Ambiguity aversion and the absence of indexed debt
Following the seminal works of Schmeidler (1989), Gilboa and Schmeidler (1989), roughly put, an agent’s subjective beliefs are said to be ambiguous if the beliefs may not be represented by a unique probability distribution, in the standard Bayesian fashion, but instead by a set of probabilities. An ambiguity averse decision maker evaluates an act by the minimum expected value that may be associated with it. In spite of wide and long-standing support among economists for indexation of loan contracts there has been relatively little use of indexation, except in situations of extremely high inflation. The object of this paper is to provide a (theoretical) explanation for this puzzling phenomenon based on the hypothesis that economic agents are ambiguity averse. The paper considers a general equilibrium model based on Magill and Quinzii (1997) with ambiguity averse agents, where both nominal and indexed bond contracts are available for trade and all relevant prices are determined endogenously. We obtain conditions which prompt an endogenous cessation of trade in indexed bonds: i.e., conditions under which there is no trade in indexed bonds in any equilibrium; only nominal bonds are traded. Copyright Springer-Verlag Berlin/Heidelberg 2004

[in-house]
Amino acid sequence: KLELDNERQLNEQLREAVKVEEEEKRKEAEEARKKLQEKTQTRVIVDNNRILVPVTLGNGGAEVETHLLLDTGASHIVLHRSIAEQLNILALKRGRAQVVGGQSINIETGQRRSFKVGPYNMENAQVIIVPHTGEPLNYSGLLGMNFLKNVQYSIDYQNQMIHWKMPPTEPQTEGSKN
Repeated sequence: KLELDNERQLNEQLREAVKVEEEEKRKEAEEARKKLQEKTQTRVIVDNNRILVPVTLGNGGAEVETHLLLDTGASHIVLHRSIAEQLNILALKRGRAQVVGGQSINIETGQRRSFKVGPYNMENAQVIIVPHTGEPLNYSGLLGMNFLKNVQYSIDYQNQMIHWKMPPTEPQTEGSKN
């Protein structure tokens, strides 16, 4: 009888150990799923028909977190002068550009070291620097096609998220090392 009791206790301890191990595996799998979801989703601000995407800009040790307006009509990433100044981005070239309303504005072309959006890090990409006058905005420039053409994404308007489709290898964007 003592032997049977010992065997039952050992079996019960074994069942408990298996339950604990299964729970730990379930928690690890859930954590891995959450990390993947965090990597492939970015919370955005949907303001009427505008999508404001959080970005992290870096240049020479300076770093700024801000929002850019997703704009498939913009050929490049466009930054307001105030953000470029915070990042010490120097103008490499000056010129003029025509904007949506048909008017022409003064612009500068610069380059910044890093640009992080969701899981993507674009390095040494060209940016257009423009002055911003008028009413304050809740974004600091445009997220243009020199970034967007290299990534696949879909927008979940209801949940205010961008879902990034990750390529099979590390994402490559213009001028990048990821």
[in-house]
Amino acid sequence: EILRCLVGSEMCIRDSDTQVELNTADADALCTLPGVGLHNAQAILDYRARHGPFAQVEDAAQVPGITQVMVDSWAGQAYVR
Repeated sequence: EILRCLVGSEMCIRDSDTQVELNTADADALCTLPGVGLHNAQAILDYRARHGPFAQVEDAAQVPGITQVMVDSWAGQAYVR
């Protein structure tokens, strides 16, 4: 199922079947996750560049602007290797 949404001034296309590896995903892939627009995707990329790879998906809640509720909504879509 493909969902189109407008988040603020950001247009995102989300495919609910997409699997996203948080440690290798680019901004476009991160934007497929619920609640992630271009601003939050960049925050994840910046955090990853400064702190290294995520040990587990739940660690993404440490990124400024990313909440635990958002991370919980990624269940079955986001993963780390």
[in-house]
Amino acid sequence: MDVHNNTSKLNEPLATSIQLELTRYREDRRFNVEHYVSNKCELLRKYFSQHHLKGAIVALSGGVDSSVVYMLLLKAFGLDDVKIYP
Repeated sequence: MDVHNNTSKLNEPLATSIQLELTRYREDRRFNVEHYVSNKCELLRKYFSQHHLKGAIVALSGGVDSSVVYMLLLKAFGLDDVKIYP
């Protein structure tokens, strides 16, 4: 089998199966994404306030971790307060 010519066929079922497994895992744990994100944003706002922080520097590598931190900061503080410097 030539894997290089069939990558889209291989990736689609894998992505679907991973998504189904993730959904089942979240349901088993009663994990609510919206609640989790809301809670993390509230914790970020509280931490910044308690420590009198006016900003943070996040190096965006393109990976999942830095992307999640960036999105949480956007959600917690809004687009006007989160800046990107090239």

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Volume (Year): 24 (2004)
Issue (Month): 3 (October)
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